In an expected ruling released Tuesday afternoon, Polk County District Court Judge Michael Huppert struck down Iowa’s fetal heartbeat abortion ban, a law signed into law last May by Gov. Kim Reynolds that quickly became known as the strictest abortion ban in the country.
The law was scheduled to go into effect July 1 but never did thanks to a legal challenge from the ACLU of Iowa and Planned Parenthood of the Heartland that temporarily halted it as it awaited a court ruling. It will almost certainly be appealed, at least in the Iowa court system.
When the law passed last year, its proponents anticipated this outcome. “I understand and I anticipate that this will likely be challenged in court, and that courts may even put on hold a law until it reaches the Supreme Court,” Reynolds said when she signed the bill into law. “We need to create vehicles that will allow the Supreme Court possibly to reach back and take this case, and to take up an anti-abortion case,” then-state Sen. Rick Bertrand told the New York Times.
However, it’s unclear if Iowa abortion foes will have much luck with this strategy. In his decision, Huppert ruled that the law violated the Iowa’s constitution, adding there was insufficient evidence that there was a compelling state interest in such a strict prohibition on abortion. Because of the US Supreme Court’s limited jurisdiction in deciding state constitutional issues, it may ultimately take a challenge from another state to reach the high court’s new conservative majority and ultimately redecide Roe v. Wade.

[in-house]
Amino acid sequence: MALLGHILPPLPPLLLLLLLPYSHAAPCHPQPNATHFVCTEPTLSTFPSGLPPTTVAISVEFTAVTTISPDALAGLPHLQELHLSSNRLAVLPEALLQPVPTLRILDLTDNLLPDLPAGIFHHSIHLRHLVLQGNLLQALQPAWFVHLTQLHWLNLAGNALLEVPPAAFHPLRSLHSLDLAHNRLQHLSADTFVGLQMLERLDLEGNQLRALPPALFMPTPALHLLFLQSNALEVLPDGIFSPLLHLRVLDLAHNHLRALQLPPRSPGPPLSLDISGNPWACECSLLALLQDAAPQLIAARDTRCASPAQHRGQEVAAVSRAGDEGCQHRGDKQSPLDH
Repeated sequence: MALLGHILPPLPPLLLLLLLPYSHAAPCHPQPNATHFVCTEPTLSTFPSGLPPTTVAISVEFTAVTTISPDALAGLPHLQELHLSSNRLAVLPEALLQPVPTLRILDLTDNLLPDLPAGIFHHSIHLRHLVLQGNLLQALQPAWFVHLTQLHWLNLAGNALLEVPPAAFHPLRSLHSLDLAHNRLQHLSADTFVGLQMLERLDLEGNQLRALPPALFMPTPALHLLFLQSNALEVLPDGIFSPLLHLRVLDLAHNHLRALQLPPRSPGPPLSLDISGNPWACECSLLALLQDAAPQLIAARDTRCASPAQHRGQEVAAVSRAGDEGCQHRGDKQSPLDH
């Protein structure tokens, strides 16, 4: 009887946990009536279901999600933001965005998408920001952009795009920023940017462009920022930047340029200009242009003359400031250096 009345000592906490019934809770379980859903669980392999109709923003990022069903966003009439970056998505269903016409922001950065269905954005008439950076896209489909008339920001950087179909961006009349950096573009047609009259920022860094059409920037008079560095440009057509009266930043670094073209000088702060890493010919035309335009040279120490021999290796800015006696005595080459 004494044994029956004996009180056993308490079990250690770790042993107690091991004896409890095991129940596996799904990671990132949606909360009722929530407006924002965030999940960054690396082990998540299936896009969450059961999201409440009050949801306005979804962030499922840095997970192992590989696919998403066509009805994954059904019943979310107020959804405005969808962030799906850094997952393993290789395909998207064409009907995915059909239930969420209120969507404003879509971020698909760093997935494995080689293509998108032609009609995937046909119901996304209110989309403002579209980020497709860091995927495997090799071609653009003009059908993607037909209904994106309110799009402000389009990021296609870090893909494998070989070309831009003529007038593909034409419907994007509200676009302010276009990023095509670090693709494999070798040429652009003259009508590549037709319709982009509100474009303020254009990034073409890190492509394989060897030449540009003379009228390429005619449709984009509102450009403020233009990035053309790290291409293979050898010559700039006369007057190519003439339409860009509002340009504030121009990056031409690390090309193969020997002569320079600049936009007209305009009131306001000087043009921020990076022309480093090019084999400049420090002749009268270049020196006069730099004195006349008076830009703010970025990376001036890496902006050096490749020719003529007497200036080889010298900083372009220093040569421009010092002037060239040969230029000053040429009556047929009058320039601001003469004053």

Prominent social conservatives in Iowa responded with disappointment but not surprise. Shane Vander Hart, a blogger and podcaster who runs the website Caffeinated Thoughts, suggested there could be an effort to oust Huppert when he’s up for a retention vote in 2020. The Family Leader’s Bob Vander Plaats, who led a successful campaign in 2010 to remove three state supreme court justices after the court ruled that same-sex marriage was legal in Iowa, alleged in an email to supporters that Huppert “based today’s ruling on the outrageous judicial activism of Iowa’s State Supreme Court.”
To learn more about Iowa’s history with abortion, which until Roe had been illegal but largely tolerated, check out the cover story from our September-October print edition.